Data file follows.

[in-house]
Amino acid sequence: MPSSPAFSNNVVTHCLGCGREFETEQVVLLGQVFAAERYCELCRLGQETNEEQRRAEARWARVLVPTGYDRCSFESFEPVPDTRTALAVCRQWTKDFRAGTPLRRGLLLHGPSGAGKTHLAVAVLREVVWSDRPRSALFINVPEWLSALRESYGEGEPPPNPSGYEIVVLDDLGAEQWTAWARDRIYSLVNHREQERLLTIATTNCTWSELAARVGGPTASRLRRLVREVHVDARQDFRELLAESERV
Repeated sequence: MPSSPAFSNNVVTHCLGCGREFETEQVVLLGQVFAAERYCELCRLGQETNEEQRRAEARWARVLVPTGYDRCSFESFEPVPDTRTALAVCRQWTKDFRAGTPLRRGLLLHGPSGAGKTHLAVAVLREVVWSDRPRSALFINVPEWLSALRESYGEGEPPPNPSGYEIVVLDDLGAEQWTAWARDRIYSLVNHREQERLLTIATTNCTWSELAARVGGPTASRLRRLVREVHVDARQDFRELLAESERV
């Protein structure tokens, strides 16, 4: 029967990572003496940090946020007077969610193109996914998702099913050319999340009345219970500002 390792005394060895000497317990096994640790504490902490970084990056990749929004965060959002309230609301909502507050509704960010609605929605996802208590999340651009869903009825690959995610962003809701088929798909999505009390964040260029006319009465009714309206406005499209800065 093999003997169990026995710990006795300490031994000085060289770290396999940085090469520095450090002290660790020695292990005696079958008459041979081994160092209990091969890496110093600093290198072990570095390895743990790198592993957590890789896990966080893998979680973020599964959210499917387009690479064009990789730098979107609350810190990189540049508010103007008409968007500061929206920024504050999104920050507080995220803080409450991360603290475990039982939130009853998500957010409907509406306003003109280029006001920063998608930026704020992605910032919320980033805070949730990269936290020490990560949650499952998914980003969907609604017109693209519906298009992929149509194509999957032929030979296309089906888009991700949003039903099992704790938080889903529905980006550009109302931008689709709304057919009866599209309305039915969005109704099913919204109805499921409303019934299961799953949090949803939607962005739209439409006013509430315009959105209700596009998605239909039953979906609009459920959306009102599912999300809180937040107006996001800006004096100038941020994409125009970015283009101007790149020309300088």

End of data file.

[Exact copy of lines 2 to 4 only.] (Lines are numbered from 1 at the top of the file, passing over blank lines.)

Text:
Amino acid sequence: MPSSPAFSNNVVTHCLGCGREFETEQVVLLGQVFAAERYCELCRLGQETNEEQRRAEARWARVLVPTGYDRCSFESFEPVPDTRTALAVCRQWTKDFRAGTPLRRGLLLHGPSGAGKTHLAVAVLREVVWSDRPRSALFINVPEWLSALRESYGEGEPPPNPSGYEIVVLDDLGAEQWTAWARDRIYSLVNHREQERLLTIATTNCTWSELAARVGGPTASRLRRLVREVHVDARQDFRELLAESERV
Repeated sequence: MPSSPAFSNNVVTHCLGCGREFETEQVVLLGQVFAAERYCELCRLGQETNEEQRRAEARWARVLVPTGYDRCSFESFEPVPDTRTALAVCRQWTKDFRAGTPLRRGLLLHGPSGAGKTHLAVAVLREVVWSDRPRSALFINVPEWLSALRESYGEGEPPPNPSGYEIVVLDDLGAEQWTAWARDRIYSLVNHREQERLLTIATTNCTWSELAARVGGPTASRLRRLVREVHVDARQDFRELLAESERV
């Protein structure tokens, strides 16, 4: 029967990572003496940090946020007077969610193109996914998702099913050319999340009345219970500002 390792005394060895000497317990096994640790504490902490970084990056990749929004965060959002309230609301909502507050509704960010609605929605996802208590999340651009869903009825690959995610962003809701088929798909999505009390964040260029006319009465009714309206406005499209800065 093999003997169990026995710990006795300490031994000085060289770290396999940085090469520095450090002290660790020695292990005696079958008459041979081994160092209990091969890496110093600093290198072990570095390895743990790198592993957590890789896990966080893998979680973020599964959210499917387009690479064009990789730098979107609350810190990189540049508010103007008409968007500061929206920024504050999104920050507080995220803080409450991360603290475990039982939130009853998500957010409907509406306003003109280029006001920063998608930026704020992605910032919320980033805070949730990269936290020490990560949650499952998914980003969907609604017109693209519906298009992929149509194509999957032929030979296309089906888009991700949003039903099992704790938080889903529905980006550009109302931008689709709304057919009866599209309305039915969005109704099913919204109805499921409303019934299961799953949090949803939607962005739209439409006013509430315009959105209700596009998605239909039953979906609009459920959306009102599912999300809180937040107006996001800006004096100038941020994409125009970015283009101007790149020309300088």